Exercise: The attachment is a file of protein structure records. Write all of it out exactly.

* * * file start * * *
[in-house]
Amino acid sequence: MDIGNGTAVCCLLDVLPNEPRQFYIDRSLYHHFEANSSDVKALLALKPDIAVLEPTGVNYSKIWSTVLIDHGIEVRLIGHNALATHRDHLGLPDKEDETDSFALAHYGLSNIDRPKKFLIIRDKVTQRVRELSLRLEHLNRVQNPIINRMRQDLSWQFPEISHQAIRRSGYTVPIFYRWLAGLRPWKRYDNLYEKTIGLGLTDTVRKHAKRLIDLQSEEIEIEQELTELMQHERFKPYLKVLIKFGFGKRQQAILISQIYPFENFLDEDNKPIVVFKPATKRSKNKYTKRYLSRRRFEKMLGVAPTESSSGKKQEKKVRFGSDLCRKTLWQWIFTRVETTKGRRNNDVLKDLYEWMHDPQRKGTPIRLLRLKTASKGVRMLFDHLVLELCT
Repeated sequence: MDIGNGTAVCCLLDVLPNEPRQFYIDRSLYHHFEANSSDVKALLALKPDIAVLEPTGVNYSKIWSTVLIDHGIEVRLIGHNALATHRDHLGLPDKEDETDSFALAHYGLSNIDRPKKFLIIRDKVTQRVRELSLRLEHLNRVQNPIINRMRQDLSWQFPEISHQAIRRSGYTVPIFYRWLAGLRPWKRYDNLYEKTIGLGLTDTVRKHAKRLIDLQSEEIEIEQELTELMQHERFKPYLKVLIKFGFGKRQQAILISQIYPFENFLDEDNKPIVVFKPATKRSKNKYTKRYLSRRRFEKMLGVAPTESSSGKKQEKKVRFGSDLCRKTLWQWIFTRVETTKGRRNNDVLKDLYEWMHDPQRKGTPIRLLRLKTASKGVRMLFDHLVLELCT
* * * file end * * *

[in-house]
Amino acid sequence: MDIGNGTAVCCLLDVLPNEPRQFYIDRSLYHHFEANSSDVKALLALKPDIAVLEPTGVNYSKIWSTVLIDHGIEVRLIGHNALATHRDHLGLPDKEDETDSFALAHYGLSNIDRPKKFLIIRDKVTQRVRELSLRLEHLNRVQNPIINRMRQDLSWQFPEISHQAIRRSGYTVPIFYRWLAGLRPWKRYDNLYEKTIGLGLTDTVRKHAKRLIDLQSEEIEIEQELTELMQHERFKPYLKVLIKFGFGKRQQAILISQIYPFENFLDEDNKPIVVFKPATKRSKNKYTKRYLSRRRFEKMLGVAPTESSSGKKQEKKVRFGSDLCRKTLWQWIFTRVETTKGRRNNDVLKDLYEWMHDPQRKGTPIRLLRLKTASKGVRMLFDHLVLELCT
Repeated sequence: MDIGNGTAVCCLLDVLPNEPRQFYIDRSLYHHFEANSSDVKALLALKPDIAVLEPTGVNYSKIWSTVLIDHGIEVRLIGHNALATHRDHLGLPDKEDETDSFALAHYGLSNIDRPKKFLIIRDKVTQRVRELSLRLEHLNRVQNPIINRMRQDLSWQFPEISHQAIRRSGYTVPIFYRWLAGLRPWKRYDNLYEKTIGLGLTDTVRKHAKRLIDLQSEEIEIEQELTELMQHERFKPYLKVLIKFGFGKRQQAILISQIYPFENFLDEDNKPIVVFKPATKRSKNKYTKRYLSRRRFEKMLGVAPTESSSGKKQEKKVRFGSDLCRKTLWQWIFTRVETTKGRRNNDVLKDLYEWMHDPQRKGTPIRLLRLKTASKGVRMLFDHLVLELCT